Precious, Purposeful Living


Some families have overall mission statements and goals.  Awesome for them!  We haven't gotten that far yet (if ever?! And that's okay!).  I don't even have a personal mission statement - but I do have a Word of the Year for 2018 for the first time in my life. However, what I'm talking about here is more of a momentary mission statement.  When you're making a choice on what to do with your valuable time or dreading what must be done, it's helpful to pause and assign the "why."  Adding a dose of gratitude can also be extremely helpful and make all the difference in your day.  And it might look something like this:


I have to do mounds of laundry for my large family. 


Why?  I like us to look nice.  It's easier for my family to find things when clothes are clean and put away.  I'm thankful for modern appliances (amen?!) and loved ones to wear these clothes.


Babies and toddlers are in constant need of attention or care. 


Why?  God gave me these children and they're only little for a short time.  They are my greatest ministry right now.  Thank you, God, for my kids and that I can meet a lot of their practical needs (with Your help).


I'm going to a job every day that I don't necessarily love.


Why?  Our family needs the income and stability.  I have a sphere of influence here and need to be joyful.  I get to be creative or work with people.  Thank you that I have the ability to work, Lord.


We have another social gathering to attend. 


Why?  They thought it was important to celebrate and I feel special for being included.  Thank you that I can help celebrate them!


A friend calls for help and interrupts my plans for the day. 


Why? My friend needs my help right now more than I need to ; they felt I was trustworthy enough to call.  Thank you that I have the ability to help when I can, Lord; let me be a blessing.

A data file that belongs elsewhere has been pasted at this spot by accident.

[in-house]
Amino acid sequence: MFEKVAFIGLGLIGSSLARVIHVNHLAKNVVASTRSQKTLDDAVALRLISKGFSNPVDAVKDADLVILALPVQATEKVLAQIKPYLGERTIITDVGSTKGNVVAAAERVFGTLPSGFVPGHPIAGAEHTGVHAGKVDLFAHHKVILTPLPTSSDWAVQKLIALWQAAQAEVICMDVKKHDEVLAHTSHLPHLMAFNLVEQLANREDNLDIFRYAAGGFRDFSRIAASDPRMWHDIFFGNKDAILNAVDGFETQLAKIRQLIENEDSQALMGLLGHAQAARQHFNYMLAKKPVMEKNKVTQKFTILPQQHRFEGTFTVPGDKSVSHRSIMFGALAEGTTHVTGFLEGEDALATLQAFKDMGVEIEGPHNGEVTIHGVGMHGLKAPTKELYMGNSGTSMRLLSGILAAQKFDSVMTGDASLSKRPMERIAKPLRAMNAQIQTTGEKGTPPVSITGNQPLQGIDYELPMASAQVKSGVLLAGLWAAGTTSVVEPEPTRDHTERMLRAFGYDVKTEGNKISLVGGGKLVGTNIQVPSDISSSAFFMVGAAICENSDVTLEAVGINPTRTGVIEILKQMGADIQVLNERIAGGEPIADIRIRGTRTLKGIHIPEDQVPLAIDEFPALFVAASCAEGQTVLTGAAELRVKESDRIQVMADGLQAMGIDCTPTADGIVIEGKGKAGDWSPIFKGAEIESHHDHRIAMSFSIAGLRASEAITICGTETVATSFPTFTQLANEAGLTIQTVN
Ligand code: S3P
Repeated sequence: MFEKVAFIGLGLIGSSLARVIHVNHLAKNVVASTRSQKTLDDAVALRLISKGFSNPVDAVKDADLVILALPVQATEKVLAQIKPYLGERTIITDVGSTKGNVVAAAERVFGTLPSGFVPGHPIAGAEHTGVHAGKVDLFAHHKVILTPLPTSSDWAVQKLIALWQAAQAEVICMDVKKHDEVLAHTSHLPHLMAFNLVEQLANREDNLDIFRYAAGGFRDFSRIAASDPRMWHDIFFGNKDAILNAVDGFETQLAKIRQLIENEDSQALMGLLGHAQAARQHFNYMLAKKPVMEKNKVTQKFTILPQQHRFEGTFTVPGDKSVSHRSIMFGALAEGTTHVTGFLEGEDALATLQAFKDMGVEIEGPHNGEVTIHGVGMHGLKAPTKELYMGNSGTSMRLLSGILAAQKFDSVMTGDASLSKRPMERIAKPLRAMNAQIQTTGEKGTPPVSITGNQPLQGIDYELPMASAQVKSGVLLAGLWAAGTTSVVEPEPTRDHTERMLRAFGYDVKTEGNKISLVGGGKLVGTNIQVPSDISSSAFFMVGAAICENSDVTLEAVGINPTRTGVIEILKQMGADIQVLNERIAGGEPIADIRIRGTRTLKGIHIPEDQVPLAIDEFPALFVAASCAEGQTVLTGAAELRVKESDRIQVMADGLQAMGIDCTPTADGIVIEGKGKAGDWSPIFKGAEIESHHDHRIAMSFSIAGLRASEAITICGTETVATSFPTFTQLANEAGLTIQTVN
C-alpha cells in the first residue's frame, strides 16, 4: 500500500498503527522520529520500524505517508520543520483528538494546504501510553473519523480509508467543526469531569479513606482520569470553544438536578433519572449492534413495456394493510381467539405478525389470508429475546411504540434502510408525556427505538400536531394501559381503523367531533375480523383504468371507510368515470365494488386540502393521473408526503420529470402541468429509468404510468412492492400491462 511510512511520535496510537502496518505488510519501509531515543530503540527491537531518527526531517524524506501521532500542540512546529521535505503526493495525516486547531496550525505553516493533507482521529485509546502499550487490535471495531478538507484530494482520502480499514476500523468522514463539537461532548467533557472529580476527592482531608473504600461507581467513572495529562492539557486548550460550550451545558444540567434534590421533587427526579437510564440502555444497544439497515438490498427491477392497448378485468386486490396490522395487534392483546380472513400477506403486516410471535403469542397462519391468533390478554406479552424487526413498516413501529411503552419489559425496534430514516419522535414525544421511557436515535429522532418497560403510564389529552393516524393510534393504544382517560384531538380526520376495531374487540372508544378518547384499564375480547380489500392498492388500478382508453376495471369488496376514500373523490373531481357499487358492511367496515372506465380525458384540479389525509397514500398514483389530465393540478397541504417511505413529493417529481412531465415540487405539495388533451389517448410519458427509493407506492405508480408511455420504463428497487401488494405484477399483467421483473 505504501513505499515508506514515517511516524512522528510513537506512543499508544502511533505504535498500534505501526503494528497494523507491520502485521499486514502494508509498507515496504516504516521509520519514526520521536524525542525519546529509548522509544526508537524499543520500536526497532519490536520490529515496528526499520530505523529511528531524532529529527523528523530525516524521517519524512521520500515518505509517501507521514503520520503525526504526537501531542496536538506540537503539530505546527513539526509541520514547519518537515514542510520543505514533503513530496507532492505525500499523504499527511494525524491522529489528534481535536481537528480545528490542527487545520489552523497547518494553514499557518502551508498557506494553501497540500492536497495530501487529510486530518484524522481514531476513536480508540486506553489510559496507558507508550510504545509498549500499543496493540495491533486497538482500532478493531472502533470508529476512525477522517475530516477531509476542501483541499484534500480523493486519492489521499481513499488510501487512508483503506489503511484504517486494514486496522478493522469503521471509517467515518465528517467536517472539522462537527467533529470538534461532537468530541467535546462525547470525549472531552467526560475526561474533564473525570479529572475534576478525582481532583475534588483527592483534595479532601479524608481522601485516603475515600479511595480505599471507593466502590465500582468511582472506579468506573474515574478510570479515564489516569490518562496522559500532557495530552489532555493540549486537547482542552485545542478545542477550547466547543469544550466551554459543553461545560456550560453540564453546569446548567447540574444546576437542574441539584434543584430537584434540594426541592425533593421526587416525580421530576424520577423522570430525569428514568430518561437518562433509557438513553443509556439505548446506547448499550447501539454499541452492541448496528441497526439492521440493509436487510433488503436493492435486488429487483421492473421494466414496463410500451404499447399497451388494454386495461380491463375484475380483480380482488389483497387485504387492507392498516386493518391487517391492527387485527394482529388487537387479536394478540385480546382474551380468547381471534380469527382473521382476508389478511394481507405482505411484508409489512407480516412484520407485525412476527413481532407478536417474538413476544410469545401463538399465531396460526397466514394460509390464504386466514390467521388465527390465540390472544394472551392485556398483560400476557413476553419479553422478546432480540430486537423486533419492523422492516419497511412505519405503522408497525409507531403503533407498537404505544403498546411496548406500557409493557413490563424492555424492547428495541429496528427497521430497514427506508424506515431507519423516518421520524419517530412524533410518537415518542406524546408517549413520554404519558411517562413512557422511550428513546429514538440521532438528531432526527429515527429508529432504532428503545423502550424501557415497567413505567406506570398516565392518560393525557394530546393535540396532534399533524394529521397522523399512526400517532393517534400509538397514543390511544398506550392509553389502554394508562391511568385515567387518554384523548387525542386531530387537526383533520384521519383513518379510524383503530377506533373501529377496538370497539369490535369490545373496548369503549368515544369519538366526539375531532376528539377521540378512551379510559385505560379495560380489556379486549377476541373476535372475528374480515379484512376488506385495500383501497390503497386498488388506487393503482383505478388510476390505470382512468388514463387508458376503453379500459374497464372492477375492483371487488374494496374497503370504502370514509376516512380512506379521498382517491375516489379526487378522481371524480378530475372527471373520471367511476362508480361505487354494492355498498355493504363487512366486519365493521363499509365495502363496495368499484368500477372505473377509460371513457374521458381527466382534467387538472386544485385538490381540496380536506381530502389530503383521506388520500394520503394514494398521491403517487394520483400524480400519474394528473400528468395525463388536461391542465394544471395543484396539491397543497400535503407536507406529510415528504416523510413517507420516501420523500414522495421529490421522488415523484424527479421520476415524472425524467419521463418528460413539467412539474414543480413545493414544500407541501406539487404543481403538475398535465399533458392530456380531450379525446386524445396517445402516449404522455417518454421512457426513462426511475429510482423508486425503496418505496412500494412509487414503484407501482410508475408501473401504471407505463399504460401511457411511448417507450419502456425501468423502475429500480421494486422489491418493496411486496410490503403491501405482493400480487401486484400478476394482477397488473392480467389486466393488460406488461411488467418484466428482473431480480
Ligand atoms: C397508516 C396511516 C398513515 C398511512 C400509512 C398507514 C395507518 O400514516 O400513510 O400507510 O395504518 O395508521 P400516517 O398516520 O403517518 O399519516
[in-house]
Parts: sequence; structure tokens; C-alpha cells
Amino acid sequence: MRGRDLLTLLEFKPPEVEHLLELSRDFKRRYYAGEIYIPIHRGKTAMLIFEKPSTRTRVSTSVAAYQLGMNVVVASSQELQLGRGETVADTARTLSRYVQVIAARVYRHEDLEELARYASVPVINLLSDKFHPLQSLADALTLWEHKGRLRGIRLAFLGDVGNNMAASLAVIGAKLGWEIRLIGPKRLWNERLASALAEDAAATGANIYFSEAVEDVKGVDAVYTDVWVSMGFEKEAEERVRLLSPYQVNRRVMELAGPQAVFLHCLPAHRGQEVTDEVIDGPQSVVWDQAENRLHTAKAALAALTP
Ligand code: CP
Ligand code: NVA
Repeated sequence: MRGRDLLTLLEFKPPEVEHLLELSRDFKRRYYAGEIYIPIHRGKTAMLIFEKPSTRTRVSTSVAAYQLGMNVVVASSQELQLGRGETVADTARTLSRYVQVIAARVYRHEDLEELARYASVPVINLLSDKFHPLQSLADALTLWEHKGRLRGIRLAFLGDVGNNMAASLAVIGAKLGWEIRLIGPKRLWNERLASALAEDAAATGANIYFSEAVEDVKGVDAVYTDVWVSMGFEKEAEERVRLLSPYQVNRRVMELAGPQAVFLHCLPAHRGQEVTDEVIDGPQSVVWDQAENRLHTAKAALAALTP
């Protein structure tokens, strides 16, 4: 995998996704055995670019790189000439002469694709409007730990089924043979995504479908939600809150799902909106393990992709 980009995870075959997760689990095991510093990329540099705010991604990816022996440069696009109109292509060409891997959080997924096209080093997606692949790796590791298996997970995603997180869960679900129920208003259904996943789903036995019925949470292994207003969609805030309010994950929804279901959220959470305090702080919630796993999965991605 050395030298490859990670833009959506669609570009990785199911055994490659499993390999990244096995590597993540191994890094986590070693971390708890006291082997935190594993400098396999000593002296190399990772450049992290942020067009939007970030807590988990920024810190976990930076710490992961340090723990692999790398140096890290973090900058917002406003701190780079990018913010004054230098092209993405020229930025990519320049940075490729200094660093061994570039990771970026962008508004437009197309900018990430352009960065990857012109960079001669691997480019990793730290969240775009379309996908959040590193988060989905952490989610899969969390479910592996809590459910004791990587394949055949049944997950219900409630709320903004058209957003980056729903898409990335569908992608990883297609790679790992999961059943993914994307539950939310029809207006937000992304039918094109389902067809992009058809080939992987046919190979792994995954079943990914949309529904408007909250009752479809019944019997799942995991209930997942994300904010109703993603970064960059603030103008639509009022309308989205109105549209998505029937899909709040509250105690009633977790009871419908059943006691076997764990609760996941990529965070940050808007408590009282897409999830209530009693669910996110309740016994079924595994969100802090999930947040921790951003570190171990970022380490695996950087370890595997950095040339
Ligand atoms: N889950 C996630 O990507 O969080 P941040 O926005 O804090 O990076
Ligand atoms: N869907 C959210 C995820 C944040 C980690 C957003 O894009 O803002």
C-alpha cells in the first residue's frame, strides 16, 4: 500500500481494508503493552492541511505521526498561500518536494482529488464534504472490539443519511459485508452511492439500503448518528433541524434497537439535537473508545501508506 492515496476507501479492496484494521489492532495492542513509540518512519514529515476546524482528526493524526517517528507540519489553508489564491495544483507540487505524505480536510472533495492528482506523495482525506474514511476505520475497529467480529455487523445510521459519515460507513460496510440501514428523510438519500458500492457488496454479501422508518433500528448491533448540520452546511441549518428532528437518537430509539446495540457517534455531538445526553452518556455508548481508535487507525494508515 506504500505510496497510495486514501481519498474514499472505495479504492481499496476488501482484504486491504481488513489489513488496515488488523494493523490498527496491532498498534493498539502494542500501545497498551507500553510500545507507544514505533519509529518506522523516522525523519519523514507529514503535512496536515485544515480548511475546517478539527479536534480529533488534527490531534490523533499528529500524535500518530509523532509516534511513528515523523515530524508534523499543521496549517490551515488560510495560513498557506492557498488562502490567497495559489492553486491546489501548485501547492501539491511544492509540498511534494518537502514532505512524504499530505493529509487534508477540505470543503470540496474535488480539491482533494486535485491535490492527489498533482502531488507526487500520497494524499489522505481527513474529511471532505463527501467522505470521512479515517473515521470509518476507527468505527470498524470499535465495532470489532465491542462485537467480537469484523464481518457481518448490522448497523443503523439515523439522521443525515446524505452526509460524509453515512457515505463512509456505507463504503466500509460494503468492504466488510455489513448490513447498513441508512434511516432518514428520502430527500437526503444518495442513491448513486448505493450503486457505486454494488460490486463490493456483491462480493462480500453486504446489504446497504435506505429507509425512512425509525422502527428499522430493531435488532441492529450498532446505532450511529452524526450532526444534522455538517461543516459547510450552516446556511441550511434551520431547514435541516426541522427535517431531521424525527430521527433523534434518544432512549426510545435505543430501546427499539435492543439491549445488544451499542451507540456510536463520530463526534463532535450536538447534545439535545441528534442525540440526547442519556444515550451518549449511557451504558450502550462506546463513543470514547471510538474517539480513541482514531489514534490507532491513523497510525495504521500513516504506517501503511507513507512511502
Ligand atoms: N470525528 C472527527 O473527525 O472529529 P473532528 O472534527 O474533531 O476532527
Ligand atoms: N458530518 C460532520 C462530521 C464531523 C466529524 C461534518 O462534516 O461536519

Thoughtful "Nos"


On the flip side, I realize that asking "why?" may mean saying "no" to some things.  If something doesn't go along with your purpose, then it may be a necessity to cut it out.  For me, chronic illness means that sometimes I have to listen to my body (the "what") more than I have to listen to my "why."  So that may look like this:


We were asked to help with or attend _______ .  We need to say no. 


Why?  We really haven't spent any time as a family together. We just need time to regroup and deal with daily tasks or have fun with just us.   It would probably be beneficial here - well, in all cases really - to talk about the "why" with your spouse and your family.  Often we just "do"  (or don't do) without thinking through or verbalizing the reasons. I pray you find this exercise learned on the North Carolina highways helpful.  Our time is precious.  God's Word tells us over and over that our lives are fleeting; we are but a vapor.  Our lives are filled with heavenly purpose for God's glory, so we don't need to live life resigned to our tasks or simply reacting to things happening around us.


We can do our daily duties and life's extras with joy.  We can be thoughtful without bogging ourselves down with overthinking. Taking a few moments to consider our "whys" can give our days purpose and inject some passion in the mundane.